A 10-year-old boy from Leyland in Lancashire has received a prestigious award in recognition of the courage he has shown while battling against an extremely rare form of cancer.

Samuel was diagnosed with retinoblastoma, a cancer which affects the retina of children predominantly under six years old, in 2014 when he was just 18 months old.

Tests at the Royal Preston Hospital revealed that Samuel had a large tumour in his right eye. The extent of the cancer meant doctors at the specialist Birmingham Children’s Hospital had to remove the eye in order to save his life.

Samuel now wears an artificial eye which he is able to take out and clean all by himself. His left eye, fortunately, remains healthy.

Despite everything he has been through, Samuel loves life and lives it to the best of his abilities. He has even fundraised to help the prevention and treatment of retinoblastoma, encouraging pupils at his school to take part in a ‘Crazy Glasses Day’ in which children wear wacky specs in exchange for a donation.

In recognition of his outstanding efforts and bravery, Samuel has been named a CHECT Champion by the Childhood Eye Cancer Trust (CHECT).

The CHECT Champion awards aim to recognise the courage, resilience and patience shown by all children affected by retinoblastoma (often referred to as Rb for short) throughout treatment and beyond.

“It was my husband, Iskender, who first noticed what appeared to be a shadow across Samuel’s eye when he was putting him to bed one evening,” says mum Nicky Levent. “We thought we had better get it checked out, just in case, and that led to him being diagnosed in Preston.

“Within two days we were at Birmingham Children’s Hospital where Samuel had an examination under anaesthetic which revealed the extent of the tumour. Just three days after that, he had the operation to remove the eye. It was all just a complete whirlwind.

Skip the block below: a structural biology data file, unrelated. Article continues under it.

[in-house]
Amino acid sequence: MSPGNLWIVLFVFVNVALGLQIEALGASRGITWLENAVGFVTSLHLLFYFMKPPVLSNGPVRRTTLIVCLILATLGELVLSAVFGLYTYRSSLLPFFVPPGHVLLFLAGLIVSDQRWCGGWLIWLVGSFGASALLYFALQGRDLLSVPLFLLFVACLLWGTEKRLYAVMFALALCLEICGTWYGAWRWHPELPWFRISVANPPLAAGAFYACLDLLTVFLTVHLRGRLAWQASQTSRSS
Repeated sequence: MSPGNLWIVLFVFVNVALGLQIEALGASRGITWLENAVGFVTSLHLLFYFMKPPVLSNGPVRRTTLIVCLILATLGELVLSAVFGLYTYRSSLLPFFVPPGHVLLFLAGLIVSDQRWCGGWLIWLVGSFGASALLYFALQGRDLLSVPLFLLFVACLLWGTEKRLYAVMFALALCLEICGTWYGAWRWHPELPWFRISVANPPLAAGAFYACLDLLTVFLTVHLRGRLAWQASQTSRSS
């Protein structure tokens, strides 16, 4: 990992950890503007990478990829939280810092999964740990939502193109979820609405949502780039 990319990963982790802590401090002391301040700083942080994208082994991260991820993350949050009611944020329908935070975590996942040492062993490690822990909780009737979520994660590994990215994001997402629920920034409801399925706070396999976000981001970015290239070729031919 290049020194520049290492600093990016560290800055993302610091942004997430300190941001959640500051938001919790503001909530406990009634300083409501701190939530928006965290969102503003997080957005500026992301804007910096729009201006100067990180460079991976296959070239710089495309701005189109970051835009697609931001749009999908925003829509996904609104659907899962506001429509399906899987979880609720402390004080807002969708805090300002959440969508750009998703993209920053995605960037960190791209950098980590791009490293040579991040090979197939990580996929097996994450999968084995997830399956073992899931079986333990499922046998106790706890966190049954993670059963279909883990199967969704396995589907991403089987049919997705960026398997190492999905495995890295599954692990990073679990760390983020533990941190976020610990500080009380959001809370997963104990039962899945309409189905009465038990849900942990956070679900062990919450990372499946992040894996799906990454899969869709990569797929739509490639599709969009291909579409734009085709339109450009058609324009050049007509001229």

Sam is wearing a santa hat and Father Christmas jumper and smiling in a star shape

“It’s been a long road from that point until now for all of us. When he was smaller, Samuel didn’t like lots of people around him which meant he struggled at times with his treatment, which included chemotherapy. Now, however, he’s much more confident and can even take his artificial eye out to clean and put it back in again. He’s also great at his eye appointments which he goes to every six months, just to make sure his artificial eye still fits him as he grows.

“Samuel really is an amazing boy having had so much to deal with at such a young age. He’s a star, he really is, and as parents we’re extremely proud of him.”

Samuel has already received his CHECT Champion medal and a framed certificate in recognition of his immense courage in the face of adversity.

CHECT has three vital missions – to offer one-to-one support for families and individuals affected by retinoblastoma, to raise awareness of the signs and symptoms to prompt earlier diagnosis, and to help fund research into the disease.

“So often, children affected by retinoblastoma face huge disruption, upset and distressing treatment not to mention follow-on check-ups,” says Richard Ashton, Chief Executive of the Childhood Eye Cancer Trust.

“We are delighted to recognise the wonderful courage and resilience shown by Samuel throughout his treatment and beyond. He really is a thoroughly deserving champion.

“While retinoblastoma is a rare cancer, we urge all parents to be aware of the symptoms and to have their child checked out if they have any concerns at all. The most common signs are a white glow in the eye which is visible in certain lighting or a flash photo, or a squint (lazy eye).”

We want to extend a huge thank you to Samuel and his mum Nicky for working with CHECT to get great national press across TV, radio and online, including the BBC news! Remember, our support team are here at help – contact CHECT at support@chect.org.uk or 020 7377 5578.